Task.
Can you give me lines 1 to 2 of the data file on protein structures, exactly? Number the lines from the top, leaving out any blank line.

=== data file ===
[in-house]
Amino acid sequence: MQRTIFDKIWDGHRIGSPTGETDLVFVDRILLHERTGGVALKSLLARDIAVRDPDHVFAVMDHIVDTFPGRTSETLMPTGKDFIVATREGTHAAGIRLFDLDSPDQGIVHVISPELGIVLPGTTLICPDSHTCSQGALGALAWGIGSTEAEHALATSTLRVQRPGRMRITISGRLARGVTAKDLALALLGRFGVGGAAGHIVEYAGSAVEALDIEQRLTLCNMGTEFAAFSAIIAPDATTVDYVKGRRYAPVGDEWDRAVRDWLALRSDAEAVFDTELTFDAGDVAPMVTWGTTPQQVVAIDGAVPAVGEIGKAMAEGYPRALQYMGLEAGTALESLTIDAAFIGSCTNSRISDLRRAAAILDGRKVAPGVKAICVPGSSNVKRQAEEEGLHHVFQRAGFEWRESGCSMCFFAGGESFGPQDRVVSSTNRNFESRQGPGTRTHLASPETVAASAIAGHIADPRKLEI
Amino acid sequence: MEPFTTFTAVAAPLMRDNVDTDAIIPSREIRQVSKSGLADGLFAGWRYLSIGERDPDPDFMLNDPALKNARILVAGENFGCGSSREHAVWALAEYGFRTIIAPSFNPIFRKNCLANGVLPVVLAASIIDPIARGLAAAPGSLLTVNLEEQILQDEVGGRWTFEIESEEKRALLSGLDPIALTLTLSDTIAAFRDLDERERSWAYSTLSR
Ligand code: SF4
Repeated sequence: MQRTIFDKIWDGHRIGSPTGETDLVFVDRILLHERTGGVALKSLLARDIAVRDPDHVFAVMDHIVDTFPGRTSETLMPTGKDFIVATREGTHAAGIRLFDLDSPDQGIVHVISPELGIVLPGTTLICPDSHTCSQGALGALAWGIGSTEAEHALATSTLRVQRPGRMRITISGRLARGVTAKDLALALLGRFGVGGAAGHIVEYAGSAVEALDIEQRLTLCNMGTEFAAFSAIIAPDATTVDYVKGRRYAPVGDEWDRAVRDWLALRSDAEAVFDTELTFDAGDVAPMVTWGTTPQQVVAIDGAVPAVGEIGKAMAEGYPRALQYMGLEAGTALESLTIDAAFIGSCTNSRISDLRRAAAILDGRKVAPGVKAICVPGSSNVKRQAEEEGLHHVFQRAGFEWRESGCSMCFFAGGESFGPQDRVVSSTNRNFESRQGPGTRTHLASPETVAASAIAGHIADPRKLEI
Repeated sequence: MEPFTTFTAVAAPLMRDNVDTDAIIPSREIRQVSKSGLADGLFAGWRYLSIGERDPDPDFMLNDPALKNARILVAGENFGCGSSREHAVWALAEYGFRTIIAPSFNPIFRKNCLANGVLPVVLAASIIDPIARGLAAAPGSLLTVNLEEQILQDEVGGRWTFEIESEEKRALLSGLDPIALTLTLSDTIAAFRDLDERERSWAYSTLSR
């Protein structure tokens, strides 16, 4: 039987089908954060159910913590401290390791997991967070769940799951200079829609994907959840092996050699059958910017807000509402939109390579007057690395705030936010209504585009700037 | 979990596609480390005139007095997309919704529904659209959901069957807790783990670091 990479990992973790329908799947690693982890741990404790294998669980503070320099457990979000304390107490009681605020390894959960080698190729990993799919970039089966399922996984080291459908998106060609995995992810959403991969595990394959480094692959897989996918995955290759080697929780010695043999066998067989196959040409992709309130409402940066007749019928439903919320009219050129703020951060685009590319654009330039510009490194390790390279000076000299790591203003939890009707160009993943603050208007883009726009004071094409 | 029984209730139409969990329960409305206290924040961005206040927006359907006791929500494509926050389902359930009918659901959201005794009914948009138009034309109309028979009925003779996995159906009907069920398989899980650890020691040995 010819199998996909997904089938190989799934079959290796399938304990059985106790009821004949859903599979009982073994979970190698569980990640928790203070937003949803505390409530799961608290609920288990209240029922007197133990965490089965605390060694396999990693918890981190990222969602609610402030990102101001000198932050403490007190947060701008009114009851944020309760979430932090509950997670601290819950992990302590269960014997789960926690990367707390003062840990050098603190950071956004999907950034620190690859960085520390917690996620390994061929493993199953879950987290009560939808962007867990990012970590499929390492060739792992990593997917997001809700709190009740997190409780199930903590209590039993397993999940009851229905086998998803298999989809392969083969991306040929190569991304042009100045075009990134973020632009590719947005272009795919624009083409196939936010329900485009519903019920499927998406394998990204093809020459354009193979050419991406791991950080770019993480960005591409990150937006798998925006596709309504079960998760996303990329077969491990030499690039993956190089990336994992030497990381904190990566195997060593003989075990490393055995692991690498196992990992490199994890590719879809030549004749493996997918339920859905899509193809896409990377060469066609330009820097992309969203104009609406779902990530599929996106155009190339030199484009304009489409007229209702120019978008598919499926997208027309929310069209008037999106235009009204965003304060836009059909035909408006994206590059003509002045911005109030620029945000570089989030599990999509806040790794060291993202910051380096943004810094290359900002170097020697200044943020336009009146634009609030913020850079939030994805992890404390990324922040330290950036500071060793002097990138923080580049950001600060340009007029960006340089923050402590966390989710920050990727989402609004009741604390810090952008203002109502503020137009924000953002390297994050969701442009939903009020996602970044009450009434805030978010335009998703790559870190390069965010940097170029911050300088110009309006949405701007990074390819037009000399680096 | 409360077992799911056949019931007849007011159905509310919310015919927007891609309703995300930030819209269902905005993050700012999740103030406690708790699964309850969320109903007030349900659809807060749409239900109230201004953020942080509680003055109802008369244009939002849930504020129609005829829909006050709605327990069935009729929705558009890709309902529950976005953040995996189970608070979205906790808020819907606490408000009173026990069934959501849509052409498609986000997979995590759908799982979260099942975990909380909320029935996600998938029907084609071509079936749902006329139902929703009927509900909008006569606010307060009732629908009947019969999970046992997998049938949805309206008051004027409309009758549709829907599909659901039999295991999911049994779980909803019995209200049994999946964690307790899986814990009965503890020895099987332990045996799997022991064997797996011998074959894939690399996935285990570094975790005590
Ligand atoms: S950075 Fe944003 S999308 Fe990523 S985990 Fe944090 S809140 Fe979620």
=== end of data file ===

[in-house]
Amino acid sequence: MQRTIFDKIWDGHRIGSPTGETDLVFVDRILLHERTGGVALKSLLARDIAVRDPDHVFAVMDHIVDTFPGRTSETLMPTGKDFIVATREGTHAAGIRLFDLDSPDQGIVHVISPELGIVLPGTTLICPDSHTCSQGALGALAWGIGSTEAEHALATSTLRVQRPGRMRITISGRLARGVTAKDLALALLGRFGVGGAAGHIVEYAGSAVEALDIEQRLTLCNMGTEFAAFSAIIAPDATTVDYVKGRRYAPVGDEWDRAVRDWLALRSDAEAVFDTELTFDAGDVAPMVTWGTTPQQVVAIDGAVPAVGEIGKAMAEGYPRALQYMGLEAGTALESLTIDAAFIGSCTNSRISDLRRAAAILDGRKVAPGVKAICVPGSSNVKRQAEEEGLHHVFQRAGFEWRESGCSMCFFAGGESFGPQDRVVSSTNRNFESRQGPGTRTHLASPETVAASAIAGHIADPRKLEI